Born in April 1756 at Melapalayam near Erode, Theerthagiri, who later earned fame as Chinnamalai, began his tryst with warfare when young by enlisting in the army of the ruler of Kongu Nadu, comprising territories of present-day Coimbatore-Erode-Salem belt of western Tamil Nadu. His leadership traits came to the fore, when resenting the belligerence of the British, he raised an army of 1000 men and joined Tipu Sultan to fight them; in the bargain, getting himself and his army trained in modern warfare under French instructors. Later his army proved a boon for Tipu in his victories against British in the battles of Chitheswaram and Mazahavalli. He fought alongside Tipu in his last stand at Seringapattam, but had to move to a place called Odanilai following the loss of Seringapattam and slaying of Tipu. Raising a fort at Odanilai, he continued defying the British, joining hands with Maruthu Pandyar brothers in what came to be known as the Second Poligar War that raged during 1800 and 1801. He led a confederacy of western Polygars to attack the British at Coimbatore in 1800. Later he almost singlehandedly meted out one humiliating defeat after another to the British at Cauveri in 1801, Odanilai in 1802 and Arachalur in 1804. By then, most of his fellow Poligars having been executed and he himself constantly under attack by the overwhelmingly superior forces of the East India Company, he was forced to abandon the fort and resort to guerilla warfare, relocating himself at a place called Karumalai in Palani.
Chinnamalai continued to be a thorn in the flesh for the British, who, having failed to defeat him in a fair fight, now fell back on their inherent practice of chicanery. And as was the case with almost every other Indian brave-heart who resisted the British onslaught, he too fell prey to the betrayal from one of his own, when the British succeeded in bribing his cook, Nallapan, to reveal his master’s hideout. Cornered and captured by the Company troops, Chinnamalai was hanged along with his two brothers at a 15th Century fort built by the Vijayanagar Empire at Sankagiri between Salem and Erode on 31 July 1805. It would be years before the British would eventually succeed in putting down the Poligar challenge once and for all, with a master stroke in deception when they would invite about two dozen surviving Poligars to Madras for a parley and imprison the entire unsuspecting group in a coup and have them deported to Andaman Islands, never to set foot on their homeland again and consigned to oblivion. However, Dheeran Chinnamalai remains the last of the great Poligar fighters to have withstood the British onslaught when their resistance to colonialism was at its zenith.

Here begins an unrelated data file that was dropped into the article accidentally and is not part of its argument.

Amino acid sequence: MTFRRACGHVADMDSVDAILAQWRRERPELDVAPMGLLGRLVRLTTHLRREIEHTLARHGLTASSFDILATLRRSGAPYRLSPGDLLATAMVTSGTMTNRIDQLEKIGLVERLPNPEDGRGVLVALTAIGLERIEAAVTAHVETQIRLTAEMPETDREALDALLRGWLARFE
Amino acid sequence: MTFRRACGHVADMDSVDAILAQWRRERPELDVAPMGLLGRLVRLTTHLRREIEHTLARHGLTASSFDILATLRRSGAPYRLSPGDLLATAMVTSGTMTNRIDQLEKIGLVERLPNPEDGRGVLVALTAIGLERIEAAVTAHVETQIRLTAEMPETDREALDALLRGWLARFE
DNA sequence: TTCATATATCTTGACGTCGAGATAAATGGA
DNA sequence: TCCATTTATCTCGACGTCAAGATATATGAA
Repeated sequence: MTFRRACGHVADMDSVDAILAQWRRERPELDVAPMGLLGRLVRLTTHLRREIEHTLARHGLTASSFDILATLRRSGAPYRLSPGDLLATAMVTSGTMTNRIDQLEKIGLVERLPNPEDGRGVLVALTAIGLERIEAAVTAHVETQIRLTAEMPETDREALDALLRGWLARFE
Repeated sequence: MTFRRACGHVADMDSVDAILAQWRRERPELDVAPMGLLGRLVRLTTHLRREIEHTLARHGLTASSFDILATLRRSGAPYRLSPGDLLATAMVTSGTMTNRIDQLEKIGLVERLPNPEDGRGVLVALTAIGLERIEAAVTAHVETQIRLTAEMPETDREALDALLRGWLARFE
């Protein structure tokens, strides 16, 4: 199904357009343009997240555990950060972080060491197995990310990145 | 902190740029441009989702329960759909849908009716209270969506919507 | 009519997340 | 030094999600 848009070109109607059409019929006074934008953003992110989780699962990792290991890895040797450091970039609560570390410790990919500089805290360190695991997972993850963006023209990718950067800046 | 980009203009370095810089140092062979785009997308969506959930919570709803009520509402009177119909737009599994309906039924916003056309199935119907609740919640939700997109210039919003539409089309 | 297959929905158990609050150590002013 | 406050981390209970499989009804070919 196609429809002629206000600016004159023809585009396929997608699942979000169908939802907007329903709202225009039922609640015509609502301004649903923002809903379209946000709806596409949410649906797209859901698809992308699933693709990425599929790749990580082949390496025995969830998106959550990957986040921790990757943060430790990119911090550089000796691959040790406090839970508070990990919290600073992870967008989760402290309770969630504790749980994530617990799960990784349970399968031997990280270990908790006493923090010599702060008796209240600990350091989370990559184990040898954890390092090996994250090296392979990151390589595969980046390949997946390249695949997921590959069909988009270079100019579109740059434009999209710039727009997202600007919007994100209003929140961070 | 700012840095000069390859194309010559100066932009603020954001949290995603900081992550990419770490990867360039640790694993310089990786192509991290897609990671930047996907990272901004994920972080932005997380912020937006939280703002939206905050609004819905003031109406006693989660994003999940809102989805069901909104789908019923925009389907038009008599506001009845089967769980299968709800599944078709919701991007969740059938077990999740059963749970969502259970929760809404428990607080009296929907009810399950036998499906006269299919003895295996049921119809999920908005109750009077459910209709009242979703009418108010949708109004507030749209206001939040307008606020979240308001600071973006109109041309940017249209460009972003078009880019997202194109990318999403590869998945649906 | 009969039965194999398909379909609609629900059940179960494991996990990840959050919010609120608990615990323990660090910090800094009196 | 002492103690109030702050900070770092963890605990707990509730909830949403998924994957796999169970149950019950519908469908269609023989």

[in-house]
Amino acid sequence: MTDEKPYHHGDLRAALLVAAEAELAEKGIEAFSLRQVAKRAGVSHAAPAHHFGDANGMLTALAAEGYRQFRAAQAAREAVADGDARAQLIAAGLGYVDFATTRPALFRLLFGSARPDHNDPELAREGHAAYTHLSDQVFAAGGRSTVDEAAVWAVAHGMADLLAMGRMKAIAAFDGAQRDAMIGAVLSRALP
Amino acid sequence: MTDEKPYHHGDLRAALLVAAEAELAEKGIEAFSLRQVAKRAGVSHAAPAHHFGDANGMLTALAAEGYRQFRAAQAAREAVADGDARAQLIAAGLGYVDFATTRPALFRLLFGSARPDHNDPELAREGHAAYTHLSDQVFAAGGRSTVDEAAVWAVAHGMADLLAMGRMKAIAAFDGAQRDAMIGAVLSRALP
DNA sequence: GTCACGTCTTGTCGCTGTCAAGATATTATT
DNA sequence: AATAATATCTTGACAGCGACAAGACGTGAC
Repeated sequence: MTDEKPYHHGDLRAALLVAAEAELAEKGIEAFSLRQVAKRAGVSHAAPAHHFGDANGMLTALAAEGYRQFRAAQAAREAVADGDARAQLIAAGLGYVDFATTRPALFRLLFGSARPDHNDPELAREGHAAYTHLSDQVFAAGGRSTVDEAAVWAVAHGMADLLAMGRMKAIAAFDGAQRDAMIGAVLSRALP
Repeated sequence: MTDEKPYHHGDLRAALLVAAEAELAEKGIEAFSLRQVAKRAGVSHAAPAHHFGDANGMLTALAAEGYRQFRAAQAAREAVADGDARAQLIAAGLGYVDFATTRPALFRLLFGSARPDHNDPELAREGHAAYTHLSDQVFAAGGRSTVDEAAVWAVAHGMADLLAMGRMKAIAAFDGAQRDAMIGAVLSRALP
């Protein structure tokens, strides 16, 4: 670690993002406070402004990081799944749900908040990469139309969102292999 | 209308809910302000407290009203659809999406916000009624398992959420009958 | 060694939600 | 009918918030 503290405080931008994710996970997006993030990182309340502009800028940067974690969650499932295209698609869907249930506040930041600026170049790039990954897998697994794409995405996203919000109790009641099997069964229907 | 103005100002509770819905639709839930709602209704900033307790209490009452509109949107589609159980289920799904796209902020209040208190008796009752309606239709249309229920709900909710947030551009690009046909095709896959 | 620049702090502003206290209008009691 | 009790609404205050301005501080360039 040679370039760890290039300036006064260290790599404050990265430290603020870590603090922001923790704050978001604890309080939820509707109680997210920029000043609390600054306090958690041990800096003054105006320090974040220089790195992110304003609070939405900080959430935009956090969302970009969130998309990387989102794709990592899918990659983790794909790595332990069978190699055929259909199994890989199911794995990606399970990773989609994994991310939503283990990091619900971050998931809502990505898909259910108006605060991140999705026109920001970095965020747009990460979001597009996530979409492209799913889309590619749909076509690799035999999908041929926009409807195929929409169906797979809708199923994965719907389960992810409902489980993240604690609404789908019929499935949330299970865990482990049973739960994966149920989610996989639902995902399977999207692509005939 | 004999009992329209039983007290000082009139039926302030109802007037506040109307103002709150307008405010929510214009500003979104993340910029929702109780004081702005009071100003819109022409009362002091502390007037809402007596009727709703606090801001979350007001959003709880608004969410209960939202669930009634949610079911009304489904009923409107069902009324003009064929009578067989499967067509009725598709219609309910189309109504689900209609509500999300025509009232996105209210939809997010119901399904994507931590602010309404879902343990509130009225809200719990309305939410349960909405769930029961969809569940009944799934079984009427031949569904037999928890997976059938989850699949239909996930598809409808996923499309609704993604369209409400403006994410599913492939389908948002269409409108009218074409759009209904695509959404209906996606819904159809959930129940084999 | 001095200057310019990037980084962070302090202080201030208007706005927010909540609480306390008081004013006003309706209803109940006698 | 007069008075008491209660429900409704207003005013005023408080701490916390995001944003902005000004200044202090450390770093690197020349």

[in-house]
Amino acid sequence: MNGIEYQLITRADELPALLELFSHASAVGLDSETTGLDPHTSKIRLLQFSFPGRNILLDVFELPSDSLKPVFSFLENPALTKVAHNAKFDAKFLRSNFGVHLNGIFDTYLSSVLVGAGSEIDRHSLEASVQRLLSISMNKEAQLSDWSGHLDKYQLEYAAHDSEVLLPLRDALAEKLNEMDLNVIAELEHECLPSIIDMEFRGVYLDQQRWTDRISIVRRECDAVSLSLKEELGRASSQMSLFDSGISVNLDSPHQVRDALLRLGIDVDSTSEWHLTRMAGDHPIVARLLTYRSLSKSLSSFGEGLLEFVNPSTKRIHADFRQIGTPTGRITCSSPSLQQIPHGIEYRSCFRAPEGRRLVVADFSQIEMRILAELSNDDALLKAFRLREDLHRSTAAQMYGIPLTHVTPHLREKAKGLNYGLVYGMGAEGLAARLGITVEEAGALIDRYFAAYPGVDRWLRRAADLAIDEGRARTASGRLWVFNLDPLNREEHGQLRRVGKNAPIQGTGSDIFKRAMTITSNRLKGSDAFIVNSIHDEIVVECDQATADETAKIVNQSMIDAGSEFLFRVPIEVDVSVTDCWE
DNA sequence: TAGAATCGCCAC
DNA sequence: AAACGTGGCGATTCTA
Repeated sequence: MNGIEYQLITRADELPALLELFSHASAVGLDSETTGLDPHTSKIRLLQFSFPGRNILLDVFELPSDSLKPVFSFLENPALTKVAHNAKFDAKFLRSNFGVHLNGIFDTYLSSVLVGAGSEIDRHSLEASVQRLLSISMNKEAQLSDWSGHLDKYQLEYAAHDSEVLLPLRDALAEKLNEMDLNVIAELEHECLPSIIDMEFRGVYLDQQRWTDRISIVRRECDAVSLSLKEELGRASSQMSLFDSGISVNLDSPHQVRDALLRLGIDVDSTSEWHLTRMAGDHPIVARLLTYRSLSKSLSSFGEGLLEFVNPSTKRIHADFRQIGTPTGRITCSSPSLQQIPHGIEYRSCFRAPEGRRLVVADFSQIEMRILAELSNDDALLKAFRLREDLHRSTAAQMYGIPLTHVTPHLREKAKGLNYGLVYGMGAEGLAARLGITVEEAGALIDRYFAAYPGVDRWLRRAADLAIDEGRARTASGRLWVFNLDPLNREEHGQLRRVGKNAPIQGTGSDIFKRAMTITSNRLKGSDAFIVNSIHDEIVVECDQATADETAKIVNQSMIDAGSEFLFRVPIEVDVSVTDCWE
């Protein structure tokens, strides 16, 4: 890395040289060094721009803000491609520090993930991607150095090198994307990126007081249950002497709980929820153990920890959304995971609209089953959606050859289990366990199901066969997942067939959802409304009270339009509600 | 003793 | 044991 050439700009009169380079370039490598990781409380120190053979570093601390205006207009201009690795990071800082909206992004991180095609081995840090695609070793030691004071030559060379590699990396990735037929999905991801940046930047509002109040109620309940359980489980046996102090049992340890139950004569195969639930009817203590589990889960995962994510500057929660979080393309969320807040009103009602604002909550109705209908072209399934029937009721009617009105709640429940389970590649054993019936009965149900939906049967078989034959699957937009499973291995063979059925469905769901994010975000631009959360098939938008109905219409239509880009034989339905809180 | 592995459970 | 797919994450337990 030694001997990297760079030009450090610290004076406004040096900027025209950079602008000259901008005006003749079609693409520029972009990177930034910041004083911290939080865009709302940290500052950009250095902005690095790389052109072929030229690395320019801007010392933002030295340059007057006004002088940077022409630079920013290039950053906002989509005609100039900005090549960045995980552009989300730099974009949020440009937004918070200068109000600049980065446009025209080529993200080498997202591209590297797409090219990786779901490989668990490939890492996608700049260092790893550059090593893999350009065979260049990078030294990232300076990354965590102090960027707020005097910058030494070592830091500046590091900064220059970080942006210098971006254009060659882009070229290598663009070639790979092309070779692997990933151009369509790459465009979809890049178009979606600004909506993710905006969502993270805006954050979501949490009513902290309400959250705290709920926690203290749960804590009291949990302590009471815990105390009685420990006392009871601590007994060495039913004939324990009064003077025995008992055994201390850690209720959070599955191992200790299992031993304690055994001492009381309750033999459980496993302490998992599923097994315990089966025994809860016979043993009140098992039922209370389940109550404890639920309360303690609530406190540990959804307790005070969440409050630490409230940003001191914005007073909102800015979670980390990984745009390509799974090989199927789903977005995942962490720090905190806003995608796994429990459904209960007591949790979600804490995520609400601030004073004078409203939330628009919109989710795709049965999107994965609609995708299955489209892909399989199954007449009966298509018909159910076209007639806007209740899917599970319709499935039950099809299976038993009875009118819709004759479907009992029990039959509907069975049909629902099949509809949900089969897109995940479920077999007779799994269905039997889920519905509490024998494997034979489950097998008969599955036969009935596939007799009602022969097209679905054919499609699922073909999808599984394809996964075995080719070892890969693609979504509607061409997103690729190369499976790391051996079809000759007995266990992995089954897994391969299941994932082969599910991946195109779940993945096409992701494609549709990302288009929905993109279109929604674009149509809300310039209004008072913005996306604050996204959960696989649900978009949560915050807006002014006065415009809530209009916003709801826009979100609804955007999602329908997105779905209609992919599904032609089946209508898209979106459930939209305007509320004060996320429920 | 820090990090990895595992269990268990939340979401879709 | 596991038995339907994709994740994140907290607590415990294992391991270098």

The Government of Tamil Nadu has erected a memorial for this great patriot at Sankagiri. Earlier they had built a ‘Manimandapam’ in his memory at Odanilai where he had built a fort and defied the British for almost five years, and also named the Erode collectorate building as Dheeran Chinnamalai Maligai. The government and the people of Tamil Nadu commemorate the valiant anti-colonial struggle of this great son of their land with great pride and elan every year on 31 July.